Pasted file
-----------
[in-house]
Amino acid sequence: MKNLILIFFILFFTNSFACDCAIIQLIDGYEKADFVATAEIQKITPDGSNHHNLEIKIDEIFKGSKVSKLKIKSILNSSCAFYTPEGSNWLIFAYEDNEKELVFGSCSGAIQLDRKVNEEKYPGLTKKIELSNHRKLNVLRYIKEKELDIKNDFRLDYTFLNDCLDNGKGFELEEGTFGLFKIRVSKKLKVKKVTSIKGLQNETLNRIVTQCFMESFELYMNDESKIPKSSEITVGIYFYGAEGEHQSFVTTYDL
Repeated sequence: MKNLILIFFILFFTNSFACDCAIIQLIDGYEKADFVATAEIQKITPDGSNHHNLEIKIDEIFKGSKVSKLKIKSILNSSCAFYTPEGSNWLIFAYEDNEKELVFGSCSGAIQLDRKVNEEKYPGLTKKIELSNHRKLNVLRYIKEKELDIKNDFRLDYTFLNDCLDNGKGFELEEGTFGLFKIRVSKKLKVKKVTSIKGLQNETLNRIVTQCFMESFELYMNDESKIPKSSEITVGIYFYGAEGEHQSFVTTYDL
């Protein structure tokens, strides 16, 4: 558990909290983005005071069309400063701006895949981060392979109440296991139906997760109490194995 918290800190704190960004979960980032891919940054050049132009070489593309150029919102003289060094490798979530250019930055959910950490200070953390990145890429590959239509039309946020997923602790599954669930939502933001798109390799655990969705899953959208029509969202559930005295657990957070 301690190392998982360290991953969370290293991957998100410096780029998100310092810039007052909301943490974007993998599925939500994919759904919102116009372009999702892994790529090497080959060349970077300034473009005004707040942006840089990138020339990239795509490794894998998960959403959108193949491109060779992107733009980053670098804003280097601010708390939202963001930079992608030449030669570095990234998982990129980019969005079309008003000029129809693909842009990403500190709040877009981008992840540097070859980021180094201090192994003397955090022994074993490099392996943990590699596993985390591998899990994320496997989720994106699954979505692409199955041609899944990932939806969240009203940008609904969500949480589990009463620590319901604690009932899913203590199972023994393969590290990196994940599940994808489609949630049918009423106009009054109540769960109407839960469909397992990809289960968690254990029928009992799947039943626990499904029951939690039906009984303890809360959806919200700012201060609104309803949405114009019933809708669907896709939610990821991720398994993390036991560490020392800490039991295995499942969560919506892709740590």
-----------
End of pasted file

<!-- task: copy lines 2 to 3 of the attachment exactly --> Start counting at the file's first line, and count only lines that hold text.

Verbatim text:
Amino acid sequence: MKNLILIFFILFFTNSFACDCAIIQLIDGYEKADFVATAEIQKITPDGSNHHNLEIKIDEIFKGSKVSKLKIKSILNSSCAFYTPEGSNWLIFAYEDNEKELVFGSCSGAIQLDRKVNEEKYPGLTKKIELSNHRKLNVLRYIKEKELDIKNDFRLDYTFLNDCLDNGKGFELEEGTFGLFKIRVSKKLKVKKVTSIKGLQNETLNRIVTQCFMESFELYMNDESKIPKSSEITVGIYFYGAEGEHQSFVTTYDL
Repeated sequence: MKNLILIFFILFFTNSFACDCAIIQLIDGYEKADFVATAEIQKITPDGSNHHNLEIKIDEIFKGSKVSKLKIKSILNSSCAFYTPEGSNWLIFAYEDNEKELVFGSCSGAIQLDRKVNEEKYPGLTKKIELSNHRKLNVLRYIKEKELDIKNDFRLDYTFLNDCLDNGKGFELEEGTFGLFKIRVSKKLKVKKVTSIKGLQNETLNRIVTQCFMESFELYMNDESKIPKSSEITVGIYFYGAEGEHQSFVTTYDL